Another set of genes on the X chromosome that have bearing on autoimmune diseases are the spermine synthase (SMS) gene and the spermidine/spermine-N1-acetyltransferase (SAT1) gene at Xp22.1. The enzymes from these genes are involved in the polyamine pathway: SMS in biosynthesis of spermine from spermidine and SAT1 in recycling of spermine to spermidine and spermidine to putrescine. These two genes can, in effect, work against each other leading to wasteful cycling through polyamine synthesis and recycling. Since polyamine synthesis uses SAM, this could adversely impact the availability of SAM needed for DNA methylation. Normally SMS and SAT1 are silenced on the Xi (Carrel et al., 1999; Carrel and Willard, 2005) but repeated stresses could lead to cells in which these genes escape inactivation, particularly since they are near other genes that normally escape inactivation. SAT1 is particularly interesting in that it can undergo superinduction (rapid increase in expression of 100x or more) in response to cellular stress and SAT1 can acetylate spermidine which can then be oxidized to putrescine (Chopra and Wallace, 1998). Recently it was reported that SAT1 and S-adenosylmethionine decarboxylase (AMD1) are elevated in RA synovial fibroblasts, along with putrescine which stabilizes AMD1 and is a precursor for polyamine synthesis (Karouzakis et al., 2012). The polyamine pathway competes with cellular methylation for the methyl donor SAM. Overexpression of SAT1 and SMS could rapidly deplete SAM by futile polyamine synthesis and recycling.
The Toll-like receptor 7 (TLR7), located at Xp22.2, has recently been determined to be associated with increased risk for lupus in males in Chinese and Japanese populations when a SNP is found in the 5′ untranslated region (UTR) of the gene (Shen et al., 2010). Higher expression of TLR7 in B cells can cause an increase in type 1 interferon activity.
There are over 2,000 processed miRNAs identified so far originating from the human genome (Yan et al., 2014). Approximately 10% originate from the X chromosome. Some miRNAs are involved in normal immune functions, such as TLR signaling, IgG class-switching, and B cell differentiation (Pauley et al., 2009). In addition, abnormal expression, processing, and/or functioning of miRNAs have been determined in autoimmune diseases, such as lupus (Tang et al., 2009; Zhao et al., 2011) and RA (Karouzakis et al., 2009). Abnormalities related to X-linked miRNAs have been proposed previously as causative in autoimmune disorders and the female predominance of autoimmune patients (Pinheiro et al., 2011).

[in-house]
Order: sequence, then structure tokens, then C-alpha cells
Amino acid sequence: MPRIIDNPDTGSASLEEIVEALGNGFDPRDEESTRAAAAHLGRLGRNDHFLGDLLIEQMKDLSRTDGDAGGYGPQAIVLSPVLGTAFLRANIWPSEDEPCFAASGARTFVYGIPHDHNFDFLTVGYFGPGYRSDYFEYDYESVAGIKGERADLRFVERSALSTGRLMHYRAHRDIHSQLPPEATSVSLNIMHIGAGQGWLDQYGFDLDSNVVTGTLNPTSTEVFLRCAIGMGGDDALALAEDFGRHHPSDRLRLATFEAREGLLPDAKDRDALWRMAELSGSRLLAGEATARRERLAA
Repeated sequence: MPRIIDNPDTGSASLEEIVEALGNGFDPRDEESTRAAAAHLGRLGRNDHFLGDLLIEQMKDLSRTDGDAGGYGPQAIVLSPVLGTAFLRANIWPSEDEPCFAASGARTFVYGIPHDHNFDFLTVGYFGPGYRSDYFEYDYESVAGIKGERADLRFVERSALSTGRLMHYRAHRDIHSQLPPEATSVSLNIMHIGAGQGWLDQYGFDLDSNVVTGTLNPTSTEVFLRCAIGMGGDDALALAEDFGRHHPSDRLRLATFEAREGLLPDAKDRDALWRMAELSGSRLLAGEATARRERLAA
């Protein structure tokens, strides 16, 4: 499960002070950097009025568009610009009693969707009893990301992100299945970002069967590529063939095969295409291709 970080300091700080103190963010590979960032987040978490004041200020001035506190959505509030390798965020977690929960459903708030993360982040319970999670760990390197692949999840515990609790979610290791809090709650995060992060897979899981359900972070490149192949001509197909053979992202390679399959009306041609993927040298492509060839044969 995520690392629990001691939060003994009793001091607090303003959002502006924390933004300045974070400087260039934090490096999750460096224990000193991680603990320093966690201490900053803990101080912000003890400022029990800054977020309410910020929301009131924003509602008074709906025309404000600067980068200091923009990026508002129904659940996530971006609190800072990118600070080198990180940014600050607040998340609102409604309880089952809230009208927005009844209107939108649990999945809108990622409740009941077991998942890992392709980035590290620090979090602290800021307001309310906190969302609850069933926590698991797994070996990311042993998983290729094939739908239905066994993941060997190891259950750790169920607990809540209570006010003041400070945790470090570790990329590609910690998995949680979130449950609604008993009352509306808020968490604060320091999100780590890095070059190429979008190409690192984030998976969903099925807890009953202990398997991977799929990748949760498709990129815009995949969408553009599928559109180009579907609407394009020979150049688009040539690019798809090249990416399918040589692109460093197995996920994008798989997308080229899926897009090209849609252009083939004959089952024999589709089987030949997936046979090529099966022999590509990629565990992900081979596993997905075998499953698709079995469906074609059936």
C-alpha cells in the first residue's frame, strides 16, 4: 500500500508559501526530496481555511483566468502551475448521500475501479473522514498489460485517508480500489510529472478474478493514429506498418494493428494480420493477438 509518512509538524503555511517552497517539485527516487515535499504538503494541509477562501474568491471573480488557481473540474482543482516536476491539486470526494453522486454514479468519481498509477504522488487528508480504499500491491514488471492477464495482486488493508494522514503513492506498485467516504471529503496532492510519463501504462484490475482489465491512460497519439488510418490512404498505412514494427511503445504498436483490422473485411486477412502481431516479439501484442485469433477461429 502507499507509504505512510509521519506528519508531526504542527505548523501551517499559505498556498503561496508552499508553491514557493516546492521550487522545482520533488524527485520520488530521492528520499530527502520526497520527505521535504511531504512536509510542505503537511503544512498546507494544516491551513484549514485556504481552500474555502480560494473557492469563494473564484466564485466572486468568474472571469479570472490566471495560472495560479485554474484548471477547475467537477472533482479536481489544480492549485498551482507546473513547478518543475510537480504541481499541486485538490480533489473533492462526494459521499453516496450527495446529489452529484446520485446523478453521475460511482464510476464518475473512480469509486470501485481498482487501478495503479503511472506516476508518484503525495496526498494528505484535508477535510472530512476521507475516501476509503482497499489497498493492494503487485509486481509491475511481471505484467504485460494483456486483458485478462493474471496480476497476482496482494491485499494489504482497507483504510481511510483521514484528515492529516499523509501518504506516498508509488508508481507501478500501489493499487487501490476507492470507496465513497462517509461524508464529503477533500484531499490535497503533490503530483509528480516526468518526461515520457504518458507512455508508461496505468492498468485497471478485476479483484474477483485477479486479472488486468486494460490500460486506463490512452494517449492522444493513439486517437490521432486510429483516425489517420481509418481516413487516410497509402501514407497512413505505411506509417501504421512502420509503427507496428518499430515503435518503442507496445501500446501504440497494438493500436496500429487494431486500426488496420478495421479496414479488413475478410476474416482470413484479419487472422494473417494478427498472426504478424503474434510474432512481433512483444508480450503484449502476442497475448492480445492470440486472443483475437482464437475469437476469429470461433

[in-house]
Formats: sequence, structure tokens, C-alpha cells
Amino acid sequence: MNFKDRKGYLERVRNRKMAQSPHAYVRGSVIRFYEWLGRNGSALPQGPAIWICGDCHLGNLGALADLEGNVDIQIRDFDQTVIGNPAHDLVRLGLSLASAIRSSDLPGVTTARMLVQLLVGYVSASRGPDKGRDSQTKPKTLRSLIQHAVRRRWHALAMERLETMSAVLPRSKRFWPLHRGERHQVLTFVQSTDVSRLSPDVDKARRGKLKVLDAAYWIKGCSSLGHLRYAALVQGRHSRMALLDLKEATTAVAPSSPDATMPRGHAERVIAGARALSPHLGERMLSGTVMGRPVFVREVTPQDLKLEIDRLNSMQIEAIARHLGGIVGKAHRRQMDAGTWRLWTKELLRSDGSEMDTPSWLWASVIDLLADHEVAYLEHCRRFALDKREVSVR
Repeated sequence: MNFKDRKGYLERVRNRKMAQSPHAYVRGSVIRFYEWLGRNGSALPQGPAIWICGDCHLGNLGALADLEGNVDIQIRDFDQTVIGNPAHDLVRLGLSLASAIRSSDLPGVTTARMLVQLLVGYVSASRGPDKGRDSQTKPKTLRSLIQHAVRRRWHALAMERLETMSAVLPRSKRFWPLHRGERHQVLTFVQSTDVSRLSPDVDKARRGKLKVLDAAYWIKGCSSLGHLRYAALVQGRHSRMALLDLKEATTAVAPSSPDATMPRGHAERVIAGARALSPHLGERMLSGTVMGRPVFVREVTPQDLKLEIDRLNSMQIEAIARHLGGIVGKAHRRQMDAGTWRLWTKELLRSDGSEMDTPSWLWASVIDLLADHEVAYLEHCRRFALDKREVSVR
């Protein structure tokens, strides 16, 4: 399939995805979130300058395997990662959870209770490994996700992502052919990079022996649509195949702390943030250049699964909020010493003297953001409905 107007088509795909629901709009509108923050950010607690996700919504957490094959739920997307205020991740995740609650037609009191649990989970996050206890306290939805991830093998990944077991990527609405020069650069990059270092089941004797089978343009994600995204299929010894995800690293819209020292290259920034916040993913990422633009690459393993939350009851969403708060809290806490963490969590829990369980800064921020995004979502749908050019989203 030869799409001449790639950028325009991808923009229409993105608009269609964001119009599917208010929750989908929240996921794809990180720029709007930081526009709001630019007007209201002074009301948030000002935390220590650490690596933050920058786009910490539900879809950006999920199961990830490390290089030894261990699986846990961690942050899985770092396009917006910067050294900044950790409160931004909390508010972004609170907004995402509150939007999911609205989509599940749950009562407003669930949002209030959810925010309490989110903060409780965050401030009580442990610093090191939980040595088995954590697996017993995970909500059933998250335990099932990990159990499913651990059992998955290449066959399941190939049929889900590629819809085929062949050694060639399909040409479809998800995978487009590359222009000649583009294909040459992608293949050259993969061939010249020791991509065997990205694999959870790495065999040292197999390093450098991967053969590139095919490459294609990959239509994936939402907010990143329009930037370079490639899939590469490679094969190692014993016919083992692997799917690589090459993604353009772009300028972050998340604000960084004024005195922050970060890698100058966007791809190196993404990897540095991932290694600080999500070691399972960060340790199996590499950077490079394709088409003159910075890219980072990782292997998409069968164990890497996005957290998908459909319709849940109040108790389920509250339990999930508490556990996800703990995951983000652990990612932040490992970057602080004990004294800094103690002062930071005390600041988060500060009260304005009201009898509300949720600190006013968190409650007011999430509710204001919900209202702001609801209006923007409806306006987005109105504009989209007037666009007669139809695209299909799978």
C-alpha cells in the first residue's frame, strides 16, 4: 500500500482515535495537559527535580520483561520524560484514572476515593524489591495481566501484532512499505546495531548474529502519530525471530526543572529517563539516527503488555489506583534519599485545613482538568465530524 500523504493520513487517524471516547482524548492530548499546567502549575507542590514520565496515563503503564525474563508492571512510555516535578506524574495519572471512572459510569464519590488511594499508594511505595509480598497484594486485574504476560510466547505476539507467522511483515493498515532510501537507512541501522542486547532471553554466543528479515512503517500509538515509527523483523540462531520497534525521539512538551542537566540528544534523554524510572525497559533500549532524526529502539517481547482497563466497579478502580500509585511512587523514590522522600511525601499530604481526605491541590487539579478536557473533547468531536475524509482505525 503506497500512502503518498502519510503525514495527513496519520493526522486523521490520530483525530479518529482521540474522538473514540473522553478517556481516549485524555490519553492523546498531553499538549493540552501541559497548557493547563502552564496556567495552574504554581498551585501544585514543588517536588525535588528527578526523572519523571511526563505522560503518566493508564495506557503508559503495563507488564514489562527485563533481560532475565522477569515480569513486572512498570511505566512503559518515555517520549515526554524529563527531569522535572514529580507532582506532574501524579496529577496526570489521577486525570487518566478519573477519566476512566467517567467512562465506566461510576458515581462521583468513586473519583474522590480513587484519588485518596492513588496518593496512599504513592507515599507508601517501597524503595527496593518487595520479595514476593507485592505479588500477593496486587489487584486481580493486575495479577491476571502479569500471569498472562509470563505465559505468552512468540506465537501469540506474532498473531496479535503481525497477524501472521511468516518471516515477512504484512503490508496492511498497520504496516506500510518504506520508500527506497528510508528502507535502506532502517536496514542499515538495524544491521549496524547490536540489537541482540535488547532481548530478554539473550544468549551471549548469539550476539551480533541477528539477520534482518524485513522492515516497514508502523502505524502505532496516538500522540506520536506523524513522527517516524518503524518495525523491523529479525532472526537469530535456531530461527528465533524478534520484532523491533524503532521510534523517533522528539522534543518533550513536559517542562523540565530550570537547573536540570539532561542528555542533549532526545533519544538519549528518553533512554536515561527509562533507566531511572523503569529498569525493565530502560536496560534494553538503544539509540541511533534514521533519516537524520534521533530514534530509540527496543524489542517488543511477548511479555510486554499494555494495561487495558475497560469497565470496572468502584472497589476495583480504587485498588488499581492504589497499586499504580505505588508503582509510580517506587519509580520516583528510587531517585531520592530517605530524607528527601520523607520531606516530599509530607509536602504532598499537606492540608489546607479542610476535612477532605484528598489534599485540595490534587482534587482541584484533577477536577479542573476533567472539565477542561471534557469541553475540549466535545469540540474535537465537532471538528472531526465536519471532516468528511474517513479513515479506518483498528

One last category of DNA sequences in the X chromosome that should be mentioned is fragile sites. Fragile sites are classified as common (found in all or most members of a population) and rare (found in 5% or less of population). So far in the human genome 30 rare fragile sites and 89 common fragile sites have been identified (Debacker and Kooy, 2007). Fragile sites are stretches of DNA that are particularly susceptible to altered rates of DNA replication, constrictions, breaks, gaps, and viral insertions in part due to stalling and difficulties in sustaining smooth and complete replication through the stretches. This can lead to loss of genes, gaps in the chromosome, difficulty in maintaining epigenetic control or even fragmentation. Fragments that persist could then escape normal epigenetic control and perhaps lead to abnormal distribution of genes among daughter cells. Alternate DNA conformations (i.e., non-B-DNA) can occur in fragile sites and slow replication until they are resolved. We can consider the inactive X chromosome to be particularly problematic with regards to replication since it replicates late in S phase (in fact the last chromosome), it has a limited time to effect DNA repair, and it requires extensive DNA and histone methylation to attain proper repackaging. In addition, the inactive X requires more scaffold attachment factor A (SAF-A) to hold its dense perinuclear structure but SAF-A itself requires methylation in order to translocate to the nucleus (Helbig and Fackelmayer, 2003).